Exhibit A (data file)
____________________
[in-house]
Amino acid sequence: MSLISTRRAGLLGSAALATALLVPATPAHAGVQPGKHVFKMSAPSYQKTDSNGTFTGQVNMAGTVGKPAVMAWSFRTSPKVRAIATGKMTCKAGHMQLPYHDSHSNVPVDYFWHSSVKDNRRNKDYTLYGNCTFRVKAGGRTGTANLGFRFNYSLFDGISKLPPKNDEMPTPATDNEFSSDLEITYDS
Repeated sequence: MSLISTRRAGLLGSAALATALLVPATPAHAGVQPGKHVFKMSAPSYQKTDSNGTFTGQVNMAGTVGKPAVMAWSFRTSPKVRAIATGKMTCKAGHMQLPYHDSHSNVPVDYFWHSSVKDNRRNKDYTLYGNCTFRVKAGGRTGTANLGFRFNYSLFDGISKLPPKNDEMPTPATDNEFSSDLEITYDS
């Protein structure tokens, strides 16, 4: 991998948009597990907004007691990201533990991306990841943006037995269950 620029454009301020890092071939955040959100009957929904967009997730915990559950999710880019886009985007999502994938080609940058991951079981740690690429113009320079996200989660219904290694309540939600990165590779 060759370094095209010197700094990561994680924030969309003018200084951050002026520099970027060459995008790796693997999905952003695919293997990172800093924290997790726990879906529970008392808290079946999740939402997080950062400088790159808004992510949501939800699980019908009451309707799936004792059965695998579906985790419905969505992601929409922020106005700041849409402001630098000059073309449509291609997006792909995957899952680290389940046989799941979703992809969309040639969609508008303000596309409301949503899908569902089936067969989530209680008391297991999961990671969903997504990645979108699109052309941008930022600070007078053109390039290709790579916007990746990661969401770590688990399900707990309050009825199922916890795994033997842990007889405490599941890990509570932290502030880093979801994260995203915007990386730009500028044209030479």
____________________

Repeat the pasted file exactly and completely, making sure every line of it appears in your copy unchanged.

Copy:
[in-house]
Amino acid sequence: MSLISTRRAGLLGSAALATALLVPATPAHAGVQPGKHVFKMSAPSYQKTDSNGTFTGQVNMAGTVGKPAVMAWSFRTSPKVRAIATGKMTCKAGHMQLPYHDSHSNVPVDYFWHSSVKDNRRNKDYTLYGNCTFRVKAGGRTGTANLGFRFNYSLFDGISKLPPKNDEMPTPATDNEFSSDLEITYDS
Repeated sequence: MSLISTRRAGLLGSAALATALLVPATPAHAGVQPGKHVFKMSAPSYQKTDSNGTFTGQVNMAGTVGKPAVMAWSFRTSPKVRAIATGKMTCKAGHMQLPYHDSHSNVPVDYFWHSSVKDNRRNKDYTLYGNCTFRVKAGGRTGTANLGFRFNYSLFDGISKLPPKNDEMPTPATDNEFSSDLEITYDS
């Protein structure tokens, strides 16, 4: 991998948009597990907004007691990201533990991306990841943006037995269950 620029454009301020890092071939955040959100009957929904967009997730915990559950999710880019886009985007999502994938080609940058991951079981740690690429113009320079996200989660219904290694309540939600990165590779 060759370094095209010197700094990561994680924030969309003018200084951050002026520099970027060459995008790796693997999905952003695919293997990172800093924290997790726990879906529970008392808290079946999740939402997080950062400088790159808004992510949501939800699980019908009451309707799936004792059965695998579906985790419905969505992601929409922020106005700041849409402001630098000059073309449509291609997006792909995957899952680290389940046989799941979703992809969309040639969609508008303000596309409301949503899908569902089936067969989530209680008391297991999961990671969903997504990645979108699109052309941008930022600070007078053109390039290709790579916007990746990661969401770590688990399900707990309050009825199922916890795994033997842990007889405490599941890990509570932290502030880093979801994260995203915007990386730009500028044209030479």